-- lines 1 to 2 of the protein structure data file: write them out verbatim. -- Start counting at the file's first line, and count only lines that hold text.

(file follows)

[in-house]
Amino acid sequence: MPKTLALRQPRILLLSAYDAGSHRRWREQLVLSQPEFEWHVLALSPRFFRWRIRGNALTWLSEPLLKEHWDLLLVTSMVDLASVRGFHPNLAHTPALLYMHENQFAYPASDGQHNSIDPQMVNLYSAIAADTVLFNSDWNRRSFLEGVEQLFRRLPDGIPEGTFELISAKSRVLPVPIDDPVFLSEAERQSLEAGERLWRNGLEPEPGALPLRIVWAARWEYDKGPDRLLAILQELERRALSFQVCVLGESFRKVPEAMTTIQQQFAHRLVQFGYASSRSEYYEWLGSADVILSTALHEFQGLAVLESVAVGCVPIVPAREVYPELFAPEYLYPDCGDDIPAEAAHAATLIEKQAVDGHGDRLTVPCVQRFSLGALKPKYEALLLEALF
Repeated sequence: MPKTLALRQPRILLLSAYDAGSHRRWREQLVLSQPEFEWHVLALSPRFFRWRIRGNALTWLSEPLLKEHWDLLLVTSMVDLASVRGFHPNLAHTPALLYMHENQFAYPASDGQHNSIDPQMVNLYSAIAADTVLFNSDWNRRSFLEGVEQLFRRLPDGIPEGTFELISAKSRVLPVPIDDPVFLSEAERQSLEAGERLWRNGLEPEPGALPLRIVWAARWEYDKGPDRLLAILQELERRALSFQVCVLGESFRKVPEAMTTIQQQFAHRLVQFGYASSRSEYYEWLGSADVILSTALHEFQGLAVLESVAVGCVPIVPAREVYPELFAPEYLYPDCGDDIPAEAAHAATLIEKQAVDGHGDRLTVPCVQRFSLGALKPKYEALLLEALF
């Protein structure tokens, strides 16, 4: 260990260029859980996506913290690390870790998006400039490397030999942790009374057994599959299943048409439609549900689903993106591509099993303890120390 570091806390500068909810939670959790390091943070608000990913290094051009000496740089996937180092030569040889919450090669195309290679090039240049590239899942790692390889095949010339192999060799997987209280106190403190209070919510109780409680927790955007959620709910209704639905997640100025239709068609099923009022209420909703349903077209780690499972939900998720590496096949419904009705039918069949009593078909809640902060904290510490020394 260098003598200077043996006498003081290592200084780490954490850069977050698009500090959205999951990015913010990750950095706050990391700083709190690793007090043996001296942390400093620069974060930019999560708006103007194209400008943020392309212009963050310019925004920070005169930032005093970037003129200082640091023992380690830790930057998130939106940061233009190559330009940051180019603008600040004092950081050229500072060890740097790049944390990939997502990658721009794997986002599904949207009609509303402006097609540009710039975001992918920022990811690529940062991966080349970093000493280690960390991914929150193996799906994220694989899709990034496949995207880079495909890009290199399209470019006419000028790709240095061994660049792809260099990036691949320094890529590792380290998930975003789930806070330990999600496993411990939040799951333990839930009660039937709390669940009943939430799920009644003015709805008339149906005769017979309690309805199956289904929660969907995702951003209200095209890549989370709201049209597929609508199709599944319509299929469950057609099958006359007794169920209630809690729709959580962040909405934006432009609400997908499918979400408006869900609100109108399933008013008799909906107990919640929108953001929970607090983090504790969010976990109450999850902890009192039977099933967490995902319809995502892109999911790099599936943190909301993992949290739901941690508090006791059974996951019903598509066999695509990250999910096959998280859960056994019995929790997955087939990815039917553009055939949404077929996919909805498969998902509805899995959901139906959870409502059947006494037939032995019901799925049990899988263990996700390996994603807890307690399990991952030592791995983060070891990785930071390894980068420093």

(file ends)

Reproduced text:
[in-house]
Amino acid sequence: MPKTLALRQPRILLLSAYDAGSHRRWREQLVLSQPEFEWHVLALSPRFFRWRIRGNALTWLSEPLLKEHWDLLLVTSMVDLASVRGFHPNLAHTPALLYMHENQFAYPASDGQHNSIDPQMVNLYSAIAADTVLFNSDWNRRSFLEGVEQLFRRLPDGIPEGTFELISAKSRVLPVPIDDPVFLSEAERQSLEAGERLWRNGLEPEPGALPLRIVWAARWEYDKGPDRLLAILQELERRALSFQVCVLGESFRKVPEAMTTIQQQFAHRLVQFGYASSRSEYYEWLGSADVILSTALHEFQGLAVLESVAVGCVPIVPAREVYPELFAPEYLYPDCGDDIPAEAAHAATLIEKQAVDGHGDRLTVPCVQRFSLGALKPKYEALLLEALF